Can Google Build the Perfect Human Being?

Google sign
Google is plotting a massive data-gathering operation to cure disease. Mark Blinch/Reuters

First there was Google Glass—now, Google Genetics? YesterdayThe Wall Street Journal announced Google's plans to create the ideal, holistic example of what a healthy human should be like. Entitled the Baseline Study, the project will collect molecular and genetic information from people—175 at first this summer and thousands more later on—to build an extensive database aimed at preventing and treating diseases.

Andrew Conrad, a molecular biologist and project manager at Google X, is heading the early-stage project. Conrad has built a team made up of 70 to 100 experts in a range of fields including biochemistry, optics, imaging and physiology, all housed within Google X—the company's secretive research arm. Some of Google X's more well-known projects have resulted in products like the driverless car and Google Glass. Google X envisions Baseline to be a bit different—more of an ongoing, extensive resource for researchers in the future, rather than a specific tech product.

Once all of the thousands of samples are gathered, Google will use its state-of-the-art software to find molecular sequences—or, biomarkers—within them. These biomarkers can signal a range of specific data points about a given body; for example, a biomarker could identify a protein excess or a mutated gene. Biomarkers aren't inherently bad. They can either be a biological advantage or disadvantage depending on the person and the specifics of the biomarker. Either way, they can be a boon to medical researchers, who could, for example, cross-reference the database in order to identify those people with, say, a biomarker linked to potential diabetes risk. Those people could then be flagged, and worked with to take steps to lower their risk for developing the disease.

The Baseline Study recently enlisted its first participants for an exam at a clinical testing firm this summer, and researchers have begun collecting basic bodily fluids and tissue samples from the volunteers. The lead investigators at these studies (who are not Google employees) have then been removing the participants' names and Social Security Numbers from the samples. Once the samples have been stripped of the patient's identity, researchers and Google can access the data in the system.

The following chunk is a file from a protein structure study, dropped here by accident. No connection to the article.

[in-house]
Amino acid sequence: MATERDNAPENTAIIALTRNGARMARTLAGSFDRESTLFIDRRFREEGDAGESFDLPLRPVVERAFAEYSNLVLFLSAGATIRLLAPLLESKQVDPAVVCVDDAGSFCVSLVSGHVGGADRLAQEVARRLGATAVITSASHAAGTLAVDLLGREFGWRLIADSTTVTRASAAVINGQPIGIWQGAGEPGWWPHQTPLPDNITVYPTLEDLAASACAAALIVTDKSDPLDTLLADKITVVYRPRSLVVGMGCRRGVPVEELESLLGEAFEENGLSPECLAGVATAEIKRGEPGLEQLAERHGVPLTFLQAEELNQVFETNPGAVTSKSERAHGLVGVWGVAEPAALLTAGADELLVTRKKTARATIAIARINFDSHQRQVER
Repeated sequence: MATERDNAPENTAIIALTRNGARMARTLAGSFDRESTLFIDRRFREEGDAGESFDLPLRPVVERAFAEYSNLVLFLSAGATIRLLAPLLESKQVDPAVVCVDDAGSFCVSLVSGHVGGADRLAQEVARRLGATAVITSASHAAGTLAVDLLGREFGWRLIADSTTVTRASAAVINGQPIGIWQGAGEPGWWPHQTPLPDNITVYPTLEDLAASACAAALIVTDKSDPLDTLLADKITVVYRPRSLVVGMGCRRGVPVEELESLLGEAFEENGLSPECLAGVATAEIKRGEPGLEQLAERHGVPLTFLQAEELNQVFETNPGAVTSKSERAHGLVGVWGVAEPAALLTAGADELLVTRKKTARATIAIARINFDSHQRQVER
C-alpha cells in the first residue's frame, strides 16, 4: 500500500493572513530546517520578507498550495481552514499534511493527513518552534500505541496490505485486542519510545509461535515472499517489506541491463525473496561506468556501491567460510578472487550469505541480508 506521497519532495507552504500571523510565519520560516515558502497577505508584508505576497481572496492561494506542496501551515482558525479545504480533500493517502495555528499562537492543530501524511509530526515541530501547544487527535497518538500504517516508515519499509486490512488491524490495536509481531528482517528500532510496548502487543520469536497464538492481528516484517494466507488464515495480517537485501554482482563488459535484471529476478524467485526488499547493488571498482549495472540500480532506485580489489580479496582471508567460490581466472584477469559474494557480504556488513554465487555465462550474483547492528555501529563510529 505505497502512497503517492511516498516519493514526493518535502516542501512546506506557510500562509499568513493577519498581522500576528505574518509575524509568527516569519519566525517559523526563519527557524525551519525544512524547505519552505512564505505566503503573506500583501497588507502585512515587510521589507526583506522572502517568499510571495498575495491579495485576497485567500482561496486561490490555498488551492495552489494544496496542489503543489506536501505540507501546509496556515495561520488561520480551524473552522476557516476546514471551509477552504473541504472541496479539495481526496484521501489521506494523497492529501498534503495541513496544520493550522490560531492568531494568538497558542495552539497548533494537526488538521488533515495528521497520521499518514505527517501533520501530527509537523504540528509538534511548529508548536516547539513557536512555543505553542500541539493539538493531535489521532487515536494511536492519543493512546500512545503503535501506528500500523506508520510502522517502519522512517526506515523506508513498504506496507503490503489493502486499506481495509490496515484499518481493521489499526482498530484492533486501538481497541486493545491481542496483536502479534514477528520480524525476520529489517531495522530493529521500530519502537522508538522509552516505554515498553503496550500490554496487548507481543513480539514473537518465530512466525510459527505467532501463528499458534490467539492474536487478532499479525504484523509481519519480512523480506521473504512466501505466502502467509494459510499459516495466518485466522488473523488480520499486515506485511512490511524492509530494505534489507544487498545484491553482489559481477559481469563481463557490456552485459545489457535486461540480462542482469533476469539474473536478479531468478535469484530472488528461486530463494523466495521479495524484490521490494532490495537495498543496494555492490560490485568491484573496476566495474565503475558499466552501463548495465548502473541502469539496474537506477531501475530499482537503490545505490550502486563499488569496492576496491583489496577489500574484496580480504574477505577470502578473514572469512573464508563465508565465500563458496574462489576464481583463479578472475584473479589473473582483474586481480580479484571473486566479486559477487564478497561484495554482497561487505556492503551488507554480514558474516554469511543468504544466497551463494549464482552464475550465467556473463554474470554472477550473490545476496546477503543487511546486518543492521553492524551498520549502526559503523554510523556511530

Google's massive computing power will enable researchers to easily search, store and share key medical information. While the data could help make significant strides in medical research, privacy is a notable concern. However, Google says that patients' sensitive data will only be shared with medical service providers and will not be disclosed to insurance companies. Baseline's data will be monitored by institutional review boards at Stanford University and Duke University, respectively.

Dr. Sam Gambhir, chair at the Department of Radiology at Stanford University Medical School, told The Wall Street Journal that "Google will not be allowed free rein to do whatever it wants with this data." Gambhir has been working alongside Conrad on Baseline for the past year.

The Wall Street Journal notes that Gambhir launched a similar sequencing study 10 years ago that tapered off due to exorbitant costs. But the cost of collecting genetic and molecular information has declined significantly in the past 15 years—sequencing a human genome now only costs $1,000 instead of $100 million for the process in the early 2000s.

Nevertheless, researchers told The Wall Street Journal that the project is "a giant leap into the unknown," and Conrad himself admits advances will likely be made "in little increments." But if Baseline is successful, it could ultimately become the best tool we have to understand how the human body can achieve peak health.